After a lot of back and forth on citywide diesel bans and loads of corporate scandal, the German automotive industry has taken a public beating. However, with a few politicians still left in its corner, it’s managed to avoid some of Europe’s anti-combustion wrath. Proposed diesel bans haven’t yet come into effect, but there remains a strong contingent to force change with Chancellor Angela Merkel suddenly taking a greener stance as an election looms.
There’s no shortage of controversy surrounding Europe’s automotive industry, and much of it surrounds environmental issues. The public solution is to move away from fossil fuels and promote electric vehicles through regulatory action within the next few decades — an idea Merkel now openly supports.
“I don’t want to name an exact year,” she said in a recent interview with SUPERillu. But she also believes Britain and France’s plans to phase out internal-combustion cars by 2040 is “the right approach.”
She claims that, if re-elected, the country’s automotive crisis will be a chief concern. Merkel has already made plans to head the next diesel summit following the election and, prior to that, speak with German municipalities most affected by air pollution to discuss how to implement EVs and charging networks.
However, according to Der Tagesspiegel, Social Democratic Party leader Martin Schulz announced the introduction of a pan-European electric-car quota to forcibly accelerate EV adoption last week — something Merkel rejects. “[Over] the weekend she rejected a quota for electric cars, today she calls for a diesel ban,” Schulz said. “Ms. Merkel has no plans for the German automotive industry.”
Merkel’s response stated her unwillingness to risk the 900,000 existing automotive jobs by forcing companies into production quotas they couldn’t meet. She reiterated a point made in an earlier speech — that executives have to be held accountable for misdeeds and make every effort to adhere to new regulations (as emissions standards will only become more stringent).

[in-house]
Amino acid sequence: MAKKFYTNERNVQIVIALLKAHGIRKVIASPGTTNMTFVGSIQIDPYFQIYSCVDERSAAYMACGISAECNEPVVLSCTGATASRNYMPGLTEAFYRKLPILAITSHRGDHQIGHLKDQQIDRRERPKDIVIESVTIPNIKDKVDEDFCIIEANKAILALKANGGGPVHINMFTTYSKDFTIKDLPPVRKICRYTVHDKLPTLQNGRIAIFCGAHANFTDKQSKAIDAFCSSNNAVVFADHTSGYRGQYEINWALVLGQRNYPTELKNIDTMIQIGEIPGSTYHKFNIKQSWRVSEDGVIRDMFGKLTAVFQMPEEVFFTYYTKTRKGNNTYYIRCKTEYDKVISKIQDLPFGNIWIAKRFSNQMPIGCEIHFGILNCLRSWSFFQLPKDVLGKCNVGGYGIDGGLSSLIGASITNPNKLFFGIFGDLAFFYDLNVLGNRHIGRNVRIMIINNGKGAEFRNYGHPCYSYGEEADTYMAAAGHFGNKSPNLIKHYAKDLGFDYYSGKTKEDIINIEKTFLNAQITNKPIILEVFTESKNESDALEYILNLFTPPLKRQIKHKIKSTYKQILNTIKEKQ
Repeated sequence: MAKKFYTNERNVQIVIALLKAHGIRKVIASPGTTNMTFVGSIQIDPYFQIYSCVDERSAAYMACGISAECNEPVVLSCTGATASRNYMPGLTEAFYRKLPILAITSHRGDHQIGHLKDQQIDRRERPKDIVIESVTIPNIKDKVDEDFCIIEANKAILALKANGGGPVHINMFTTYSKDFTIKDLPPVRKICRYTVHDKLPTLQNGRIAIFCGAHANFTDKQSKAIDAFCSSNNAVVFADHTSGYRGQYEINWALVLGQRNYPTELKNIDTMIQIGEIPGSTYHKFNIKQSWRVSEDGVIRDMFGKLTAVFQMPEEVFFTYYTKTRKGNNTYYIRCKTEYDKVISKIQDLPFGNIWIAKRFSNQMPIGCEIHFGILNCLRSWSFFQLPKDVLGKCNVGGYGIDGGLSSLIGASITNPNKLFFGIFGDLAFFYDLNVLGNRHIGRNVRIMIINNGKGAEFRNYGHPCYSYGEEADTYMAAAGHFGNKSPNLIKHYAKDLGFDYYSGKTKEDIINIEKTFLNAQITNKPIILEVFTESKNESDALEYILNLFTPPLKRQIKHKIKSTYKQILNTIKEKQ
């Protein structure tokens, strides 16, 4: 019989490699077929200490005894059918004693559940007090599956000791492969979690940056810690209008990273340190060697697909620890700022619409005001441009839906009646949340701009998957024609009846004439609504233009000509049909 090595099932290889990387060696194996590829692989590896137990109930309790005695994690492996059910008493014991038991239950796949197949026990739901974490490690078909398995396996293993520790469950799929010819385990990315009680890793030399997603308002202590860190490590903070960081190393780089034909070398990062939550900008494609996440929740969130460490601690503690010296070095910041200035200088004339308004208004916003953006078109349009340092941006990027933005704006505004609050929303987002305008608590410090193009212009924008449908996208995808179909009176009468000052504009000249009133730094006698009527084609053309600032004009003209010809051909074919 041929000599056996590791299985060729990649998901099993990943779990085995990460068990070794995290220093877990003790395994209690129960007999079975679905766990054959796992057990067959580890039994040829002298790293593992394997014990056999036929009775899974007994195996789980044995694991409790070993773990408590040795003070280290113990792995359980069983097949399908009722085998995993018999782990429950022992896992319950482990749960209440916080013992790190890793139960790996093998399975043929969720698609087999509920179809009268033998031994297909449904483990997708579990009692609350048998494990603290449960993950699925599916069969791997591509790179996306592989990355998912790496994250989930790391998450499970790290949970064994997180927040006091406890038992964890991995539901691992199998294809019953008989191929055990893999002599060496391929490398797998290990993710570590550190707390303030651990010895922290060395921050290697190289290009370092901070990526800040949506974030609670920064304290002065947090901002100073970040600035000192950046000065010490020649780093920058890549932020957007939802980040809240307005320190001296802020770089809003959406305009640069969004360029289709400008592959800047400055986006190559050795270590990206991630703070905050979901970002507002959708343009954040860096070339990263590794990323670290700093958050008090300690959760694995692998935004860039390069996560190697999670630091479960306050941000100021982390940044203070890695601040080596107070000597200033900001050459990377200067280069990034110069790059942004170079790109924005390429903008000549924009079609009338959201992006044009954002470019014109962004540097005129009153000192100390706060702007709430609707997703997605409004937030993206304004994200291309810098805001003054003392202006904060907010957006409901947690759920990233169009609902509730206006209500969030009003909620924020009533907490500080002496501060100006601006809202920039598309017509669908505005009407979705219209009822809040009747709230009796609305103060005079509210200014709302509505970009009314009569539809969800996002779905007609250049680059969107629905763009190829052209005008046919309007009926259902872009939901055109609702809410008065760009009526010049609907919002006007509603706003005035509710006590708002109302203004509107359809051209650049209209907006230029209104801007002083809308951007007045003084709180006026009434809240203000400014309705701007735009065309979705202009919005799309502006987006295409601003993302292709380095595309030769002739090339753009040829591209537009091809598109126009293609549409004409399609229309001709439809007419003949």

“Large sections of the auto industry have gambled away unbelievable amounts of trust,” she said. “This is a trust that only the auto industry can restore. And when I say ‘the industry’ I mean the company leaders.”
While a lot of this amounts to campaign rhetoric and political posturing, Europe is attempting to make major strides in reshaping the automotive industry. Internal combustion bans remain years away, but it’s unlikely automakers will risk it in the hope that future governments backslide. The EU seems united on the matter. This leaves questions of how the European automotive industry will evolve in the coming decades and what impact that will have on the global market.
If you’re thinking this will all blow over, that’s possible. But don’t hold your breath. European countries have suggested fossil fuel bans in the past and have only shored up their timelines over the last few years. In 2015, the U.K proposed swapping entirely to EVs by 2050, now it’s saying 2040.
That shortened timeline has warranted concerns about meeting the power needs of each individual country, too. With the UK government planning a cash-for-clunkers-style program for diesels within the next few years to bolster EV buying, the British Automobile Association has raised concerns over how the power grid would cope with a post-evening rush hour period where everyone plugs in their cars. Engineering analysts claim the U.K. would need to produce an additional 30 gigawatts at peak hours to facilitate vehicle charging. That’s roughly 10 times the energy the most advanced nuclear power station can produce at any given time — meaning some serious construction planning needs to be done immediately.
Since green energy isn’t likely to support the massive need for electricity across most of Europe, regions like the U.K. will basically be forced to start assembly of nuclear power stations or opt for a slew of dirtier natural gas-powered plants.
Meanwhile, Germany already has some extra energy on tap, meaning it doesn’t have to worry about its grid just yet. But Merkel previously stated the country would slow its expansion into wind farming and shut down its 17 nuclear power stations by 2022. That could leave it without effective storage grids, requiring the need for new gas plants. Some research has suggested this might actually lead to increased emissions.
As for holding Germany’s automakers accountable, they’re being as amenable as circumstances require, though few have faced any real danger from the Fatherland (despite numerous ongoing investigations). Daimler has agreed to the possibility of another diesel summit, stating, “We were and are always prepared to engage in a constructive dialogue,” according to Automotive News. Volkswagen issued a similar statement, saying it was already “addressing the issues of the future.”